Atlantis Models

U.S. Marshal Wyatt Earp 1/8 Figure Model Kit

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How tall is the model when complete:
The model measures 9 inches long
What age is recommended:
Ages 14 and up
What paints do I need:
We recommend Black, Blue, Tan, Silver, Red, Flesh
Does it come with paint and glue:
Paint and glue are sold separately
How many parts are included:
27 parts
Frequently bought together:


1/8 Scale. This kit comes from the Pyro Tooling. Comes packaged in the classic Aurora style long box. Stands over 9 inches tall!

About your US Marshal

The office of United States Marshal was created by the First Congress. President George Washington signed the Judiciary Act into law on September 24, 1789. During the settlement of the American Frontier, marshals served as the main source of day-to-day law enforcement in areas that had no local government of their own. From the nation's earliest days, Marshals were permitted to recruit special Deputies as local hires. Marshals were also authorized to swear in a posse to assist with manhunts, and other duties. Individual Deputy Marshals have been seen as legendary heroes in the face of frontier rampant lawlessness such as Wyatt Earp, Bat Masterson, Dallas Stoudenmire, and Bass Reeves. Your model of the US Marshal is based on these Old West examples.

More info written by Rick Delfavero:

Probably the most famous US Marshal to arise in the colorful American 19th century western frontier was Wyatt Earp. He was a saloonkeeper, gambler, lawman, gunslinger, and confidence man but was perhaps best remembered for his participation in the notorious Gunfight at the OK Corral in Tombstone, Arizona in 1881.

Wyatt Berry Stapp Earp was born in 1848 in Monmouth, Illinois. The third of five sons born to Nicholas and Virginia Ann Earp, he spent his early life in Illinois and Iowa. At 17, Wyatt left home and found work hauling freight and grading track for the Union Pacific Railroad. In 1869, he joined his family in Lamar, Missouri. There he married Urilla Sutherland in 1870 and was elected local constable. Within the year his wife died of typhoid while pregnant with their first child. Devastated, he sold his newly bought house and left town to move around the Indian Territory and Kansas.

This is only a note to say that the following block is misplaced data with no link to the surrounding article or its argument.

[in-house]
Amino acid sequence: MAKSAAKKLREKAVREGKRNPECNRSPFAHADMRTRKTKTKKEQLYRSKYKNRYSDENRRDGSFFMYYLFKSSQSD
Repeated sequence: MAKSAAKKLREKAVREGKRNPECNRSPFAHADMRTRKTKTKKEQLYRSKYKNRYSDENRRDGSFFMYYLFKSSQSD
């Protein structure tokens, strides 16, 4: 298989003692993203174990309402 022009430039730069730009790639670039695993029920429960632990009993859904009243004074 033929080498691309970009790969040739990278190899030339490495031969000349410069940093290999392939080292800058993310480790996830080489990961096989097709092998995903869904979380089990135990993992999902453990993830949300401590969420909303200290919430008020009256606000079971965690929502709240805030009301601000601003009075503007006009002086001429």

During this turbulent period, Earp frequented the saloons, gambling houses and brothels that proliferated on the frontier, and had several run-ins with law enforcement. But after helping a police officer in Wichita, Kansas track down a wagon thief, Earp joined that city’s police force in 1875. Later he would become Deputy Town Marshal of Dodge City helping to keep the Cowboys (local outlaws) in line. It was in Dodge City that Earp would make the acquaintance of Bat Masterson and Doc Holliday, a well-known gunman and gambler. It was said that Doc had stepped in to save Wyatt's life in a bar room incident. In 1877, after a brief time chasing the Gold Rush in the Black Hills of Dakota Territory, Wyatt returned to Dodge City and was made City Marshal.

In 1879 Wyatt and Mattie Blaylock, a former prostitute and his companion for several years, traveled to Tombstone, Arizona Territory. Most of the Earp family congregated there after receiving news from Virgil about a huge silver strike. They were joined by Wyatt’s closest friend Doc Holliday and his companion Mary Katherine Cummings, better known as Big Nose Kate. The group is too late to profit from the silver rush, but were involved in buying real estate and businesses. Wyatt became a gambler and a guard in a saloon, and his brother Virgil became Town Marshal.

Wyatt's feud with the Cowboys began in March 1881 when he joined a posse after some Cowboys robbed a Tombstone stagecoach and killed its driver. Many Cowboys were loosely organized criminals connected to a few main families, like the Clantons and the McLaurys. Wyatt struck a deal with local rancher Ike Clanton, who had ties to the Cowboys. Clanton soon turned against him, however, and began threatening the Earp brothers. The feud escalated, and on October 26, 1881, it finally exploded into violence in a gunfight at the OK Corral in Tombstone. The fight pitted Wyatt, his brothers Morgan and Virgil, and Doc Holliday against Ike Clanton, Billy Clanton, Frank McLaury, and Tom McLaury. Frank and Tom McLaury and Billy Clanton were killed; Morgan, Virgil Earp and Doc Holliday were all wounded but survived. Ike Clanton ran away, and Wyatt emerged from the fight unharmed. The gunfight, however, failed to end the feud.